Objective: In previous clinical trials involving children severely affected with recurrent throat infection (7 or more well-documented, clinically important, adequately treated episodes of throat infection in the preceding year, or 5 or more such episodes in each of the 2 preceding years, or 3 or more such episodes in each of the 3 preceding years), we found tonsillectomy efficacious in reducing the number and severity of subsequent episodes of throat infection for at least 2 years. The results seemed to warrant the election of tonsillectomy in children meeting the trials' stringent eligibility criteria but also provided support for nonsurgical management. We undertook the present trials to determine 1) whether tonsillectomy would afford equivalent benefit in children who were less severely affected than those in our earlier trials but who nonetheless had indications for tonsillectomy comparable to those in general use, and 2) whether, in such children, the addition of adenoidectomy would confer additional benefit.
Methods: We conducted 2 parallel randomized, controlled trials in the Ambulatory Care Center of Children's Hospital of Pittsburgh. To be eligible, children were required to have had a history of recurrent episodes of throat infection that met standards slightly less stringent than the standards used in our earlier trials regarding either the frequency of previous episodes or their clinical features or their degree of documentation, but not regarding >1 of those parameters. These reduced standards were nonetheless more stringent than those in current official guidelines, which list "3 or more infections of tonsils and/or adenoids per year despite adequate medical therapy" as an indication for tonsillectomy or adenotonsillectomy. Of 2174 children referred by physicians or parents, 373 met the current trials' eligibility criteria and 328 were enrolled. Of these, 177 children without obstructing adenoids or recurrent or persistent otitis media were randomized to either a tonsillectomy group, an adenotonsillectomy group, or a control group (the 3-way trial), and 151 children who had 1 or more such conditions were randomized to either an adenotonsillectomy group or a control group (the 2-way trial). Outcome measures were the occurrence of episodes of throat infection during the 3 years of follow-up; other, indirect measures of morbidity; and complications of surgery.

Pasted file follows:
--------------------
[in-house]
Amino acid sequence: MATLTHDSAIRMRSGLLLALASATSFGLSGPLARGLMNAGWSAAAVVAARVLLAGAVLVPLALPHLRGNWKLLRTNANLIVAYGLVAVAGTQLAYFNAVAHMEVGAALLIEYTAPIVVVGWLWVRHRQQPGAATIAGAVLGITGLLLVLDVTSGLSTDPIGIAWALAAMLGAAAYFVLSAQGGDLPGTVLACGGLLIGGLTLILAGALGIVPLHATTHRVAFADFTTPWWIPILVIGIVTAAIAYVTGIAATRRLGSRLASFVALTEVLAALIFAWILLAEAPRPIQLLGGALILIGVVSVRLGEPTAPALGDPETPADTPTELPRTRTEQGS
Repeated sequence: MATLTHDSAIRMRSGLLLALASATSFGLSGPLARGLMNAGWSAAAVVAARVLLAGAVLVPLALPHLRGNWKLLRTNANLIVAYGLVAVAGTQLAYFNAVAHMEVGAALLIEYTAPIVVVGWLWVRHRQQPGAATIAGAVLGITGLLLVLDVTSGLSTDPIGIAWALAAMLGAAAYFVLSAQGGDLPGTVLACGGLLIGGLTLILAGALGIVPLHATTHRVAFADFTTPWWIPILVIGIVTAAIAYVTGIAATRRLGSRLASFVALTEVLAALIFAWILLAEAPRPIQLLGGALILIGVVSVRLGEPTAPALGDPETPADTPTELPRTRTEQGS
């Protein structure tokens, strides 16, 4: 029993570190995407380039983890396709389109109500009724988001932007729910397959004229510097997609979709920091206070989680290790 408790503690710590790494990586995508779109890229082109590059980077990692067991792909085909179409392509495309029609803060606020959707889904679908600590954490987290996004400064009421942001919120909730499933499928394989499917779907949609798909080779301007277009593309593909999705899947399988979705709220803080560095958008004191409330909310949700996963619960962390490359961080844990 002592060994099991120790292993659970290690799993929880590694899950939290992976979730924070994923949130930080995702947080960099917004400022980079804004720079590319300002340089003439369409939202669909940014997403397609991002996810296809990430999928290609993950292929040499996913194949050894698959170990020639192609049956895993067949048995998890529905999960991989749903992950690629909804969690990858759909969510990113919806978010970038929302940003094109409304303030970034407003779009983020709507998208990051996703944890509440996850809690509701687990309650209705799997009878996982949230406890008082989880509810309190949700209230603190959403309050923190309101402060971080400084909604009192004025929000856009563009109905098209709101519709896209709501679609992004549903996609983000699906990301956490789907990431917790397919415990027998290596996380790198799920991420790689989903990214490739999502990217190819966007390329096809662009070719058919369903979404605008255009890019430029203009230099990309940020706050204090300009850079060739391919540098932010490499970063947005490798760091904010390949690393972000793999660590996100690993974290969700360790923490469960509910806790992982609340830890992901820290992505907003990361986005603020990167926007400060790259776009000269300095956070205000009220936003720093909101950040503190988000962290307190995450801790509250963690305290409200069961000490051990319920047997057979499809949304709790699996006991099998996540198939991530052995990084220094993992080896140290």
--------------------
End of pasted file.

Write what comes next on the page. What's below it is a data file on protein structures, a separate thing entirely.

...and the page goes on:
Results: By various measures, the incidence of throat infection was significantly lower in surgical groups than in corresponding control groups during each of the 3 follow-up years. However, even among control children, mean rates of moderate or severe episodes were low, ranging from 0.16 to 0.43 per year. Adenotonsillectomy was no more efficacious than tonsillectomy alone. Of 203 children treated with surgery, 16 (7.9%) had surgery-related complications of varying types and severity.
Conclusions: The modest benefit conferred by tonsillectomy or adenotonsillectomy in children moderately affected with recurrent throat infection seems not to justify the inherent risks, morbidity, and cost of the operations. We conclude that, under ordinary circumstances, neither eligibility criteria such as those used for the present trials nor the criterion for surgery in current official guidelines are sufficiently stringent for use in clinical practice.